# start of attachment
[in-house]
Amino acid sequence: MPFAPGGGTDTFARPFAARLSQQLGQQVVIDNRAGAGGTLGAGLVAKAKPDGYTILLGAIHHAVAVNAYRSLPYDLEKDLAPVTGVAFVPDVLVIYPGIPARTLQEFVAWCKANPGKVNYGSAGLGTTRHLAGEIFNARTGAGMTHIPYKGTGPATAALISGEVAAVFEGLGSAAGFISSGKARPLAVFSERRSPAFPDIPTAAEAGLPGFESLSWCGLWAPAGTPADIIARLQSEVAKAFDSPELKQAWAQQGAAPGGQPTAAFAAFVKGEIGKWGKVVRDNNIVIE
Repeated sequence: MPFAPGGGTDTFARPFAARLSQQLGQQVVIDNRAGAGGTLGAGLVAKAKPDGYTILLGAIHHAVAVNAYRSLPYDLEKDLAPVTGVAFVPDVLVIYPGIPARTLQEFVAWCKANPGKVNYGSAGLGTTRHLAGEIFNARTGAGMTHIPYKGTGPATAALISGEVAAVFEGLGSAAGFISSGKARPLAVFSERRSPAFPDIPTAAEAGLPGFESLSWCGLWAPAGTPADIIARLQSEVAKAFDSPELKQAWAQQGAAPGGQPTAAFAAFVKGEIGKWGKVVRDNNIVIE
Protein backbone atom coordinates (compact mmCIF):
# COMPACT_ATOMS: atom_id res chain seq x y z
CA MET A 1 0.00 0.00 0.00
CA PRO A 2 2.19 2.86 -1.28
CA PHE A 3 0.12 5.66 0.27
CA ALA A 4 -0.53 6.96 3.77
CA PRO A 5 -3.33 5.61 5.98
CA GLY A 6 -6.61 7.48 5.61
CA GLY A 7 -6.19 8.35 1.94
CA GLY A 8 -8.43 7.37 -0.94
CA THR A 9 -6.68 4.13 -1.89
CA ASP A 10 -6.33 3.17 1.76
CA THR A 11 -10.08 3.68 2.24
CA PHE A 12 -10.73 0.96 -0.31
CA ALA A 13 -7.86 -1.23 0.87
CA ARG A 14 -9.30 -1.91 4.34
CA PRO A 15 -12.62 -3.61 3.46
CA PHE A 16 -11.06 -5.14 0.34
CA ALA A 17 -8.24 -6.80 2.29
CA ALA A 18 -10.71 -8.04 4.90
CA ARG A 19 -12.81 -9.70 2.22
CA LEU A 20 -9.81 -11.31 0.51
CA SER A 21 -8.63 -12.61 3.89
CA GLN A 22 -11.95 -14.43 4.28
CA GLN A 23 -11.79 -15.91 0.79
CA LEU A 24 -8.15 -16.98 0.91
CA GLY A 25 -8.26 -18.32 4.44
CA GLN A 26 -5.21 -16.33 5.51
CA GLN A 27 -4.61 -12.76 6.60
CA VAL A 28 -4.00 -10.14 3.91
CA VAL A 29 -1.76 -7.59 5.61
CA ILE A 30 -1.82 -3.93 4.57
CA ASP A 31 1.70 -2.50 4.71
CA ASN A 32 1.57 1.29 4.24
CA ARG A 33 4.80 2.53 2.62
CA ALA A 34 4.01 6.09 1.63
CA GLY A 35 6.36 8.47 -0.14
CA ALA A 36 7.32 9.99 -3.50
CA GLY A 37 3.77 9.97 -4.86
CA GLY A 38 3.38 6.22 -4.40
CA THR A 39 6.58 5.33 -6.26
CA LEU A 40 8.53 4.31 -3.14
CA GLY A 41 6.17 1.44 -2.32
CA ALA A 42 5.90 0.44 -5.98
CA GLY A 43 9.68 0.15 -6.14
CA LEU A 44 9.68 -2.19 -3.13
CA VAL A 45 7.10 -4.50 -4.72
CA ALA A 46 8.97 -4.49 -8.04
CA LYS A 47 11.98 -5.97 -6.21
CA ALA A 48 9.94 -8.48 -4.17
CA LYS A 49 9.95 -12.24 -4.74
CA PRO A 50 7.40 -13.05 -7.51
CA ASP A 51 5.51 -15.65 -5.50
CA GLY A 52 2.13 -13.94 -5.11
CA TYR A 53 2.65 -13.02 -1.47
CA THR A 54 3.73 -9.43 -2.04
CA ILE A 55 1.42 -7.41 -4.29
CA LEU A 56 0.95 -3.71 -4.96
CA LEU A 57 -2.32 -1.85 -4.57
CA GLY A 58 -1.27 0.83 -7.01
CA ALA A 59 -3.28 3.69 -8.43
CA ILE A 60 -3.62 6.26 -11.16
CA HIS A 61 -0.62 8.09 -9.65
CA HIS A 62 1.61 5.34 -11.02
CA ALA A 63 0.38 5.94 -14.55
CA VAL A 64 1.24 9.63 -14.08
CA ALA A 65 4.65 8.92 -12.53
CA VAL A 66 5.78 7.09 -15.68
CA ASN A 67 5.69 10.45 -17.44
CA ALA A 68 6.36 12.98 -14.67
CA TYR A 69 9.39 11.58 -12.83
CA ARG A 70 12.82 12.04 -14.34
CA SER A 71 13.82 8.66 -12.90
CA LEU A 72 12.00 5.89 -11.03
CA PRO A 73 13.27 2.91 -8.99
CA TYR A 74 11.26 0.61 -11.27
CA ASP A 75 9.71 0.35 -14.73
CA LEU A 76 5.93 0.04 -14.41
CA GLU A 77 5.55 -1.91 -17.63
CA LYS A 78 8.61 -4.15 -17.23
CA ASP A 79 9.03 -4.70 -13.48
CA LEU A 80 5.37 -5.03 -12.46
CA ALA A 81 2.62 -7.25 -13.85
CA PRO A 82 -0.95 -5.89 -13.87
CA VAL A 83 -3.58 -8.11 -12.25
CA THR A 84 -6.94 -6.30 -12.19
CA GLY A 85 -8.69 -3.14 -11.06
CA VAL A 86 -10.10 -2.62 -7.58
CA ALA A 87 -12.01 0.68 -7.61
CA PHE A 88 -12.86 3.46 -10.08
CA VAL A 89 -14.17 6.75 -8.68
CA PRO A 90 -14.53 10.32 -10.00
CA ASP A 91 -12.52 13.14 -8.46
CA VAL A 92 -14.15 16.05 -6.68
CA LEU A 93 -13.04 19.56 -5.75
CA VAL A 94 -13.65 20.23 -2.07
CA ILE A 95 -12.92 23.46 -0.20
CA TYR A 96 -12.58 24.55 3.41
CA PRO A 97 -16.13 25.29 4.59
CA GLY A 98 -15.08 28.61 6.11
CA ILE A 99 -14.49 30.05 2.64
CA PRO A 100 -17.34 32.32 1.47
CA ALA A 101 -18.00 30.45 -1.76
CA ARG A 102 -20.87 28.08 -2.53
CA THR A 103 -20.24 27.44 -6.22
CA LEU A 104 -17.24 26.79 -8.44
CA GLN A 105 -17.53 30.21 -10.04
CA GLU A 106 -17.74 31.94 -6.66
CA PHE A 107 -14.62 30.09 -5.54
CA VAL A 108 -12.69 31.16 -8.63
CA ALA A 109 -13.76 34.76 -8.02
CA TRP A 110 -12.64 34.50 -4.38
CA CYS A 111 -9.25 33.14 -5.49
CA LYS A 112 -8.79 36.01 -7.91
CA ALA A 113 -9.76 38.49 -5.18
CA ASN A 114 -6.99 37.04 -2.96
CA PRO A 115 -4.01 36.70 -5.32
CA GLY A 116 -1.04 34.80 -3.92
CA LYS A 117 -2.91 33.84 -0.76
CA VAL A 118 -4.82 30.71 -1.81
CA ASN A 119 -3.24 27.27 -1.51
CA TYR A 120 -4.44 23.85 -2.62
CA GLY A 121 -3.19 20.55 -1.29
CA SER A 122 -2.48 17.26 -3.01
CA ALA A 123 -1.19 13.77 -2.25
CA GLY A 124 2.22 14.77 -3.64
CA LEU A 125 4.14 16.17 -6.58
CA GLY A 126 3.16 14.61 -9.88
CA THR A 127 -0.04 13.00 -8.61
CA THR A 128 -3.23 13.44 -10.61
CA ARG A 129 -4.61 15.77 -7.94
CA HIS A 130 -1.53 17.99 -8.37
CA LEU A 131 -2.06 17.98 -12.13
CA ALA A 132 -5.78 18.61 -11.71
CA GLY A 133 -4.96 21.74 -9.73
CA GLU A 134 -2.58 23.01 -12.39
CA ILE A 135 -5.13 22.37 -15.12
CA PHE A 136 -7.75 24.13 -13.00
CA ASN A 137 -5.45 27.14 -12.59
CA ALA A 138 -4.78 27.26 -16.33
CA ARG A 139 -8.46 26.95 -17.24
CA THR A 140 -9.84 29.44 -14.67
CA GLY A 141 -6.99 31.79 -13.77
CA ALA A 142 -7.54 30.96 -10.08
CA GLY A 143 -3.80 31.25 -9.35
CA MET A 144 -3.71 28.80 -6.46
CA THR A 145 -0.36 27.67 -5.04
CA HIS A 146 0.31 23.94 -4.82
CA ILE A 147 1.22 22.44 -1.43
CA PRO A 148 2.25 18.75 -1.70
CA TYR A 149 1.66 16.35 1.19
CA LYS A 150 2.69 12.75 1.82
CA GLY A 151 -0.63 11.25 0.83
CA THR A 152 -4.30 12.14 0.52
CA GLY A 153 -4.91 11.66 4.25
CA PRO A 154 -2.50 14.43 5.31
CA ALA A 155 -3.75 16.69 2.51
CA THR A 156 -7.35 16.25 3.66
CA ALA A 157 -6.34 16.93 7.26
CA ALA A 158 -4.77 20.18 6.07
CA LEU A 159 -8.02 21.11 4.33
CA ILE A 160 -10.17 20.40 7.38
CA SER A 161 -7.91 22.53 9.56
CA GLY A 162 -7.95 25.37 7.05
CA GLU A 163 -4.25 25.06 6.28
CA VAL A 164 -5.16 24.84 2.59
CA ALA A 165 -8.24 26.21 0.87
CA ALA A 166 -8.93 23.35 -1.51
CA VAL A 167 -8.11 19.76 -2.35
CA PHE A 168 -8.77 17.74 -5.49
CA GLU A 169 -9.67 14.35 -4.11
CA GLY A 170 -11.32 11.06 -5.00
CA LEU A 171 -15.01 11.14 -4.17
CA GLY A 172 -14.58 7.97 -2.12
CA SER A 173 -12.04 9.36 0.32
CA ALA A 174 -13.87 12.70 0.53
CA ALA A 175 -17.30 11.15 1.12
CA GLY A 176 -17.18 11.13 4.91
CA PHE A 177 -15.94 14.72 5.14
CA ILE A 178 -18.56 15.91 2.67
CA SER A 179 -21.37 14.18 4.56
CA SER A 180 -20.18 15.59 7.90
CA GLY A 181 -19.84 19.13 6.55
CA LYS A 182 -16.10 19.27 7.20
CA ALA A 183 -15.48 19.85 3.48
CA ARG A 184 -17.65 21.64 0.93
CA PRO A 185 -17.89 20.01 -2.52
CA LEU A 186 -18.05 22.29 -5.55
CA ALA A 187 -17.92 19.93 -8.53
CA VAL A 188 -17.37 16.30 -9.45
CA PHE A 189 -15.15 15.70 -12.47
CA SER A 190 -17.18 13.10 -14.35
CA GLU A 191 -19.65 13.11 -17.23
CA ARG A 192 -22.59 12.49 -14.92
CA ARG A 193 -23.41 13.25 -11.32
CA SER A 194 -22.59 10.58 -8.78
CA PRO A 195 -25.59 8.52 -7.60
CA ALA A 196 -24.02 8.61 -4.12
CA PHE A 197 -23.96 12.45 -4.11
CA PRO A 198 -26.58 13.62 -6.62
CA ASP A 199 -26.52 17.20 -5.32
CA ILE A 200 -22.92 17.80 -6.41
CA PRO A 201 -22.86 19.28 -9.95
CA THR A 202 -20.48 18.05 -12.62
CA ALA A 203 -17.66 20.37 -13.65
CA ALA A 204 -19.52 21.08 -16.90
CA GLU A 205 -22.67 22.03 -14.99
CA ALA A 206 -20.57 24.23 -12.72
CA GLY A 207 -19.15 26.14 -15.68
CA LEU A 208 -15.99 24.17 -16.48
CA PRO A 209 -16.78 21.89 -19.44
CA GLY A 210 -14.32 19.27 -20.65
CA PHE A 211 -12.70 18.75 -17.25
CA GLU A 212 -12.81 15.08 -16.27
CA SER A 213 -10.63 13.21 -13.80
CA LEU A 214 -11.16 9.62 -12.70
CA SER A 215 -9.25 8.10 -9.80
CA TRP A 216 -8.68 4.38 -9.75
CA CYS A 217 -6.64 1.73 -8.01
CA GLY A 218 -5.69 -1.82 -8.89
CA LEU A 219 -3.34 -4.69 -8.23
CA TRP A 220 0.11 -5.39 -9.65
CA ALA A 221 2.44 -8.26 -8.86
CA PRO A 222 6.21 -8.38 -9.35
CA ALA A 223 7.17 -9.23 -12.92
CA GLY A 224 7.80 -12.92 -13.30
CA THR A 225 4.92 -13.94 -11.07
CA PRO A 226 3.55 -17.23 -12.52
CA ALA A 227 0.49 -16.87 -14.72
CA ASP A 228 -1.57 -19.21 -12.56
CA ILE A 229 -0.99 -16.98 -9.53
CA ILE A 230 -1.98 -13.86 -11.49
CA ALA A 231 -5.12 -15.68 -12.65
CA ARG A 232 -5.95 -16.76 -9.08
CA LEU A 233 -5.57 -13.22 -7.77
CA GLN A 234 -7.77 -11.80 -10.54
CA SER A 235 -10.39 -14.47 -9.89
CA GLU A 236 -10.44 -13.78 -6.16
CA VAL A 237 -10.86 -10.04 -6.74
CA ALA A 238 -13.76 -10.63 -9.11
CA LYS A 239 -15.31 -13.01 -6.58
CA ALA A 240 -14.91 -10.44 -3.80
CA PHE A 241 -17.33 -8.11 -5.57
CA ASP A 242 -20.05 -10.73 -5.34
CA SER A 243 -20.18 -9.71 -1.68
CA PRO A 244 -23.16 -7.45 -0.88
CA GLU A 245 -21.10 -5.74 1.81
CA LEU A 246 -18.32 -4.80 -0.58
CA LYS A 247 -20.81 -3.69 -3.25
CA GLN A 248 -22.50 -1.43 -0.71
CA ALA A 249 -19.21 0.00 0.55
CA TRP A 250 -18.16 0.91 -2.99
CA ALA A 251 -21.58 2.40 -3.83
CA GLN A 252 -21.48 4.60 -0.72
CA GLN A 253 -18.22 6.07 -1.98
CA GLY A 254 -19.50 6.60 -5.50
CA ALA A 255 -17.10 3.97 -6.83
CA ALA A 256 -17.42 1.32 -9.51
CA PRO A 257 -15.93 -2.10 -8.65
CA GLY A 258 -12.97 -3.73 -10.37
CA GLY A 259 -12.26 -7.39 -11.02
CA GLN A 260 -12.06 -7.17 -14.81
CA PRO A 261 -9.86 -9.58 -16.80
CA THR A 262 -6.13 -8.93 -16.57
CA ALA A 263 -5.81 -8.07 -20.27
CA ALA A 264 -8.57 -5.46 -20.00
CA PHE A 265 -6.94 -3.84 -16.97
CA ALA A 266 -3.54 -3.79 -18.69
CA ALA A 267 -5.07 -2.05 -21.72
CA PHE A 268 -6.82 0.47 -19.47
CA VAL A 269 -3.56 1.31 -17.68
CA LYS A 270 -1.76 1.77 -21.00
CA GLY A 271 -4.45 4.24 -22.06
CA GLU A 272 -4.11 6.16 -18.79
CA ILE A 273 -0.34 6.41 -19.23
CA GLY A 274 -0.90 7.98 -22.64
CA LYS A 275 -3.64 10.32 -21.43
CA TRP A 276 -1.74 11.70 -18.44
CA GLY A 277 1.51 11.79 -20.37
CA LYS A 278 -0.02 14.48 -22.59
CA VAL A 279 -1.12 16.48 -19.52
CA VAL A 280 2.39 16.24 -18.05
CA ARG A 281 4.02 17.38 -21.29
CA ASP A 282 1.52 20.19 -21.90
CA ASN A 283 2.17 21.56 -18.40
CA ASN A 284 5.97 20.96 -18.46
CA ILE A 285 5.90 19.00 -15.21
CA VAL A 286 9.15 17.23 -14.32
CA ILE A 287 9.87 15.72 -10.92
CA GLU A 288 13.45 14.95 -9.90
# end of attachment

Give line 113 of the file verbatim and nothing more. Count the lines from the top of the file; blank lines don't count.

CA VAL A 108 -12.69 31.16 -8.63